Cosmic inflation is the exponential expansion of the universe at the end of the grand unification epoch, 10-36 seconds after the Big Bang. This exponential expansion was driven by a negative-pressure vacuum energy density. Cosmic inflation theory states that the primeval universe went through a phase of exponential expansion, ballooning almost instantaneously from less than the size of an atom to about golf-ball size. The term "inflation" is also used to refer to the hypothesis that inflation occurred, to the theory of inflation, or to the inflationary epoch. As a direct consequence of this expansion, all of the observable universe originated in a small causally connected region.
Cosmic inflation answers the conundrum of the big bang theory: why does the universe appear flat, homogeneous and isotropic in accordance with the cosmological principle when one would expect, on the basis of the physics of the big bang, a highly curved, heterogeneous universe? Cosmic inflation predicts the existence of gravity waves, as well as fluctuations in the density and temperature of radiation left over from the big bang. Inflation also explains the origin of the large-scale structure of the cosmos. Quantum fluctuations in the microscopic inflationary region, magnified to cosmic size, become the seeds for the growth of structure in the universe.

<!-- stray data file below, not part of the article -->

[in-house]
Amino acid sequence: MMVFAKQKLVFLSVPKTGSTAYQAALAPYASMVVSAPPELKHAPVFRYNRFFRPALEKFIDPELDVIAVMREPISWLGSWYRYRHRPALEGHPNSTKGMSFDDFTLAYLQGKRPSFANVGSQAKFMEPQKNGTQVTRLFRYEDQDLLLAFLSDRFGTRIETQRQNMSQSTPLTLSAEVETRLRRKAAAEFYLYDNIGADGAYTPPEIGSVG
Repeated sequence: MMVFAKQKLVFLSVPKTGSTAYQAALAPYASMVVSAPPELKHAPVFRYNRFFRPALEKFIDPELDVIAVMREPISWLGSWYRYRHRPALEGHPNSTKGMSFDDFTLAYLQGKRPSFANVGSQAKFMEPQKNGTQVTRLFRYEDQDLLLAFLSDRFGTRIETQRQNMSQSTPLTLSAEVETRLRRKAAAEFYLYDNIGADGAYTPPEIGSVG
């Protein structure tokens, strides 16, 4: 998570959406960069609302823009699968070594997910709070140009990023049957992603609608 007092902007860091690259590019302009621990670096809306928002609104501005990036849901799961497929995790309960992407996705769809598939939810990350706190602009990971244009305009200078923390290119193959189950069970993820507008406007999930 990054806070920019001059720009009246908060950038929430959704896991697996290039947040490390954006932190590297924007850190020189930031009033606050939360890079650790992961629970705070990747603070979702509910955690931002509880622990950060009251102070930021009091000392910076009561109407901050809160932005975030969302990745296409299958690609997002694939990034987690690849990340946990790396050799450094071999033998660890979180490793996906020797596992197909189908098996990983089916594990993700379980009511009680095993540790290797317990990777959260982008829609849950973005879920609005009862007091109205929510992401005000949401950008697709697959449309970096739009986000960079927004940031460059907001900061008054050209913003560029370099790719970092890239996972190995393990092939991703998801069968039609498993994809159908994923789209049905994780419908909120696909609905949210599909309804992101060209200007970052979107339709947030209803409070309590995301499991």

Cosmic inflation was proposed almost simultaneously by by Alan Guth in the United States and Alexei Starobinski in the Soviet Union.